TOME's pre-fall 2015 collection, which they presented at MBFWA 2015 this morning, is an impressive marriage between thematic strength – it's inspired by Sylvia Plath, no less – and commercial incentive.
When we interviewed Ryan Lobo and Ramon Martin, TOME's co-designers, ahead of the Virgin Australia Melbourne Fashion Festival which they also participated in recently, they explained that the pre-fall season is increasingly important to them because it allows them to present the heart of their label to their cusTOMErs (sorry not sorry) in a timely (the product is available immediately, as is the case with this MBFWA collection) and practical (the items are usually distilled, basic and versatile) way. Rosie Dalton, Catalogue's fashion features writer, then unpacked the pre-fall phenomenon – which is being adopted by pretty much all brands everywhere – by arguing that social media technology has created this confusing scenario where we see clothes on the runway during fashion weeks and wonder why we can't go out and buy them for another six months (even though clothing production is a labour-intensive process that takes time). The ability for Fast Fashion companies to create versions of these runway looks before the designer labels themselves can make them available for purchase, complicates things further. Pre-fall collections remove all of these obstacles, allowing customers to buy the clothes they want when they want them, and allowing fashion labels to use media attention to actually sell things, which is kind of the point.
Enter TOME's pre-fall 2015 collection. The collection is inspired by Sylvia Plath and her, yes, tome, The Bell Jar, because, as the show notes explain, Lobo and Martin "have always been touched by both its sadness and beauty". The Bell Jar as a Tome pre-fall fashion collection, then, comprises the contradictory nature of Plath's personal characteristics, simultaneously vulnerable and empowered, and Plath's place in history as an icon of feminine empowerment and, through that, feminism.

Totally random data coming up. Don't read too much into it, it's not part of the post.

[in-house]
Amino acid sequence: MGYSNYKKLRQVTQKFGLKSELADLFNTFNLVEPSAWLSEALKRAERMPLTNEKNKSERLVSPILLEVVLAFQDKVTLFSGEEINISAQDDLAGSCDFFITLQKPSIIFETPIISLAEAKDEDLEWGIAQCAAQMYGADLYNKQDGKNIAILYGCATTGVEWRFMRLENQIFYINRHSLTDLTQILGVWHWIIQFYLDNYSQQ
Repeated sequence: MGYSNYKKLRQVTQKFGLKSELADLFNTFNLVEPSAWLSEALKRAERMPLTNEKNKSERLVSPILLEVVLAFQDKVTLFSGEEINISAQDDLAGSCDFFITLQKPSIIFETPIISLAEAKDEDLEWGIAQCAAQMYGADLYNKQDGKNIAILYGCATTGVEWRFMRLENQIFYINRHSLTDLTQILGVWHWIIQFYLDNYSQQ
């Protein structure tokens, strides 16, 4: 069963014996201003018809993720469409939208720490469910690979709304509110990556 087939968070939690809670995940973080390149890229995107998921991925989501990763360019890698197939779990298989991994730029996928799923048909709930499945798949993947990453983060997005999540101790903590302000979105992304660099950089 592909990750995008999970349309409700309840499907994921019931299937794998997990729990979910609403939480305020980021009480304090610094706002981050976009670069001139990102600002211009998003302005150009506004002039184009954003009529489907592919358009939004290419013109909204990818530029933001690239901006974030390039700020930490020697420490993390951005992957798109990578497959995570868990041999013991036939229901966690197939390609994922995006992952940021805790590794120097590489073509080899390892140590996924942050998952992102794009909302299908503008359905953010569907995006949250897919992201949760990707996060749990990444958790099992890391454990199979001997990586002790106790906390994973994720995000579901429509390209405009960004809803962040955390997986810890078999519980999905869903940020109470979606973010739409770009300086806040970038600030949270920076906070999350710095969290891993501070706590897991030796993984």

The show opened with the pieces from TOME's White Shirt Project, launched in collaboration with Katie Ford, the former CEO of Ford Models, in 2014, and the profits from which go towards fighting human trafficking and modern day slavery. Utilitarian by nature, these simple white garments evoked the oppressive undertones of the theme, made all the more specific by the '50s silhouettes these pieces are underpinned by. As the soundtrack shifted from classic music into some incarnation of modern pop (all the while underpinned by this crazed, show tunes vibe), the clothing represented a shift towards liberation, too. Plum and sky blue were introduced to the palette, and, while shirting remained the staple throughout the collection, it became progressively less strict; top buttons were left undone while backs are cut loose and cropped, exposing an androgynous, powerful part of the female form, the lower back. The final story of the show took the theme of liberation to its natural conclusion: the little black dress, and the effortless power it represents. TOME's seasonal incarnation of this staple item is a simple slip, emblazoned with jewels. Because it's pre-fall 2015, and we'll be badass and bedazzled if we want to.
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